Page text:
This year, the Great Georgia Pollinator Census will be held on August 20th and 21st. For more information about our local pollinators and instructions on how to participate, visit: https://ggapc.org/
Bees, butterflies, moths, flies, and other insects all play a vital role in our environment: pollinators. Pollinator insects are responsible for the success of many of our vegetable and fruit crops, as well as the reproduction of many ornamental plants. However, the frequent use of insecticides in our environment has led to the decline of these vital insects. Homeowners can help by creating pollinator gardens in their own yards that provide shelter and food for bees and butterflies.
While many people have heard of pollinator gardens, establishing a small meadow strip in their yard can not only provide a food source for these important insects but can also provide habitat for small wildlife and beautify your yard. Wildflower meadows typically have a variety of textures and can include grasses, perennials, annuals, and small shrubs, depending on size.
Site: Full sun is best. Consider how much sunlight hits your desired area throughout the day. What about the drainage and soil type?
Preparation: Proper site preparation is likely the most important step to success. In order to successfully establish wildflowers from seed, we will need to remove any existing vegetation and destroy and remaining weed seed in the soil. This can be achieved through sod removal, mowing, and solarizing your plot. Some tough weeds may need herbicides to be fully controlled. The seed bed should be free of large dirt clods and can be gently smoothed and firmed up.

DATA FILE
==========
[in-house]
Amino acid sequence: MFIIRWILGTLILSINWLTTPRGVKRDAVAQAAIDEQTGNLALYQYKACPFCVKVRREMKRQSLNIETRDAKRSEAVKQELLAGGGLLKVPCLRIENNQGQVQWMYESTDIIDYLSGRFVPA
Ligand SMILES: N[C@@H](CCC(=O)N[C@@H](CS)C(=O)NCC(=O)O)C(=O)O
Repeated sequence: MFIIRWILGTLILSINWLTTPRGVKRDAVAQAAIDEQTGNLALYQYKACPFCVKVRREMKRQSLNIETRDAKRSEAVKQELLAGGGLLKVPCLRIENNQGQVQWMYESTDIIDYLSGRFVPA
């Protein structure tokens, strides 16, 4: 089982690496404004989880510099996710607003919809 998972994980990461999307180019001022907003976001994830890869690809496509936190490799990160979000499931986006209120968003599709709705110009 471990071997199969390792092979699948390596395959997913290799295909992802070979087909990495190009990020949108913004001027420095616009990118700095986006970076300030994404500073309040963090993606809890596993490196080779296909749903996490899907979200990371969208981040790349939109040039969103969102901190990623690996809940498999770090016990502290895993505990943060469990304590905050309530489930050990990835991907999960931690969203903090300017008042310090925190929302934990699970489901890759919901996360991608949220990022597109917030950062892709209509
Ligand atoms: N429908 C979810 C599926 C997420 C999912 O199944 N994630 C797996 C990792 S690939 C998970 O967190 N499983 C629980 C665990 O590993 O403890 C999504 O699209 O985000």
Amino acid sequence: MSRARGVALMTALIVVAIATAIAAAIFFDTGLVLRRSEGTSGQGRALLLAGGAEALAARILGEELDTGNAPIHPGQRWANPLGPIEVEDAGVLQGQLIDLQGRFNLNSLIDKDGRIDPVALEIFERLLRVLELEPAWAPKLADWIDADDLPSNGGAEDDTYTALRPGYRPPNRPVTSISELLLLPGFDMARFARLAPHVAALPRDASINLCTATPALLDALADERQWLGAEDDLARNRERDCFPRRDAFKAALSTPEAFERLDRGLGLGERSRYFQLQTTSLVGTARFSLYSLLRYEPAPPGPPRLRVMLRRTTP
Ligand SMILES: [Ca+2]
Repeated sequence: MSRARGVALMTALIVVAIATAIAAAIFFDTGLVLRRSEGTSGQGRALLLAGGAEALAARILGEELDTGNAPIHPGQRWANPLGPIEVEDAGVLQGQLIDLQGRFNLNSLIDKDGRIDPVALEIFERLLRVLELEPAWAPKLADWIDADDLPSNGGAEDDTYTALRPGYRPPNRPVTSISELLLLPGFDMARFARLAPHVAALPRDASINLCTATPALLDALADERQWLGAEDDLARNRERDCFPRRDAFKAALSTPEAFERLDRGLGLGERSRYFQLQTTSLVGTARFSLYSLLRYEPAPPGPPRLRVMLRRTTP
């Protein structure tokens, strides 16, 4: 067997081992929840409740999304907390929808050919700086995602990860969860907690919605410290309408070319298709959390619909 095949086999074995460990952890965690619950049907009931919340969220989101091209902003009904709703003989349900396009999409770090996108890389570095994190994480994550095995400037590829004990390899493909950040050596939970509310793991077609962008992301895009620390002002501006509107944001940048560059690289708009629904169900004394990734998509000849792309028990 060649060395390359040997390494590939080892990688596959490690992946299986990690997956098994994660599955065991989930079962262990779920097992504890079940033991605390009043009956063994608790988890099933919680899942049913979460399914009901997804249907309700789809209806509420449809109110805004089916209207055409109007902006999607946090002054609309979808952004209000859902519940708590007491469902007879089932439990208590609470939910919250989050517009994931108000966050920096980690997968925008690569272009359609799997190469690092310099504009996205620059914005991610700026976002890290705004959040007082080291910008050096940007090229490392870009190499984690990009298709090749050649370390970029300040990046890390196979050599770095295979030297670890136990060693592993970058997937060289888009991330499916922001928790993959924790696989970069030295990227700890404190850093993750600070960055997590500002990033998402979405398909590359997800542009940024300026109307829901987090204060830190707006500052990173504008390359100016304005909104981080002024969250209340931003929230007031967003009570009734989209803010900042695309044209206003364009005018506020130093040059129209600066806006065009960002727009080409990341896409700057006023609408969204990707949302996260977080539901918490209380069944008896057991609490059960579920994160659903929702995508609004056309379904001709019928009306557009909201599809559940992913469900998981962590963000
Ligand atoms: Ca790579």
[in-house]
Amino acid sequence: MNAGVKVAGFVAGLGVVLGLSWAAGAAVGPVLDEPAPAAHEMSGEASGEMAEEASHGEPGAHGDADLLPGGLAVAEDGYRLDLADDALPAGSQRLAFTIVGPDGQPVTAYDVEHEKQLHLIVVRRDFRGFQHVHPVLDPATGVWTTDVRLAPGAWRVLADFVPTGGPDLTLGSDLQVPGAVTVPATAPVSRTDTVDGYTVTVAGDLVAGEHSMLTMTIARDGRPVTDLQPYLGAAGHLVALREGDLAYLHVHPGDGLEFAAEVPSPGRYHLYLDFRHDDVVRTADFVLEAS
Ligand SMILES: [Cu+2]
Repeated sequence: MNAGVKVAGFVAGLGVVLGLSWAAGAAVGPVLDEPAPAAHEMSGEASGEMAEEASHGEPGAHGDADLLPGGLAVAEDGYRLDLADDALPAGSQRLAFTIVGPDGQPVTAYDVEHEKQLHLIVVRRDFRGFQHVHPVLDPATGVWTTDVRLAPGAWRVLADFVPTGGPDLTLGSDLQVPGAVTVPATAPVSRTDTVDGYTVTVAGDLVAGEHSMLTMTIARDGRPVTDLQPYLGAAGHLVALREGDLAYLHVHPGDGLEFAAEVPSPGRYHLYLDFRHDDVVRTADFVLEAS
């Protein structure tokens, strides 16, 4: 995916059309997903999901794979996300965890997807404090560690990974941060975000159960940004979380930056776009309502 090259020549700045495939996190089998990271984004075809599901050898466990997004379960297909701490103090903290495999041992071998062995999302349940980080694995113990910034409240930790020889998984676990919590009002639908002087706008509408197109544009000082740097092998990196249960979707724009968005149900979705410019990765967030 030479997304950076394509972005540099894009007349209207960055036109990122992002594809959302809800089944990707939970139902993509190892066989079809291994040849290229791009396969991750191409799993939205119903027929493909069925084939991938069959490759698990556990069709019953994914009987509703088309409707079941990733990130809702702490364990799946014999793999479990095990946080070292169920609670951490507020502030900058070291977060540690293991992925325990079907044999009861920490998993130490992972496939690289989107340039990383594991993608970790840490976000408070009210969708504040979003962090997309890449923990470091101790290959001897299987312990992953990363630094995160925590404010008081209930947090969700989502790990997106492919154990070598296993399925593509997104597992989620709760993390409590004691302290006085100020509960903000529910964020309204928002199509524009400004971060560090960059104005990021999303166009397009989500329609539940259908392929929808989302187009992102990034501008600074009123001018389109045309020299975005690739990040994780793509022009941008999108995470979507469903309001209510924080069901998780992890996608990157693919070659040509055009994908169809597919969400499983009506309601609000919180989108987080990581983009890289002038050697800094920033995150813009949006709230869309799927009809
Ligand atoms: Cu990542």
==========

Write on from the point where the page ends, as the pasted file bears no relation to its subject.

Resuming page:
Plant Selection: It is important to do your research before planting. Regional native seed blends can be purchased from several online retailers. However, plants labeled as native may not necessarily be native to your state or micro-climate. You will also want to consider bloom time and make selections that will bloom at different times throughout the season to ensure a constant supply of flowers. Grasses should also be considered since many insects use them as a site for eggs and overwintering.
Planting Time: In the Southeast, perennial and annual wildflower seeds are best planted in the fall (Nov- Feb). Some species require a period of cool temperatures and wet conditions to properly germinate and establish. Broadcast seeding, either by hand or through a hand crank seeder, can be an effective method of planting. A light layer of straw can be placed on top of a seeded site.
Maintenance: During the first year and establishment, mowing can be a beneficial tool to reduce weeds by preventing them from seeding. Watering should not be necessary unless drought conditions are experienced. Debris should be cleaned up in the spring.
For more detailed steps and information on creating a pollinator meadow at home, check out this guide from NRCS: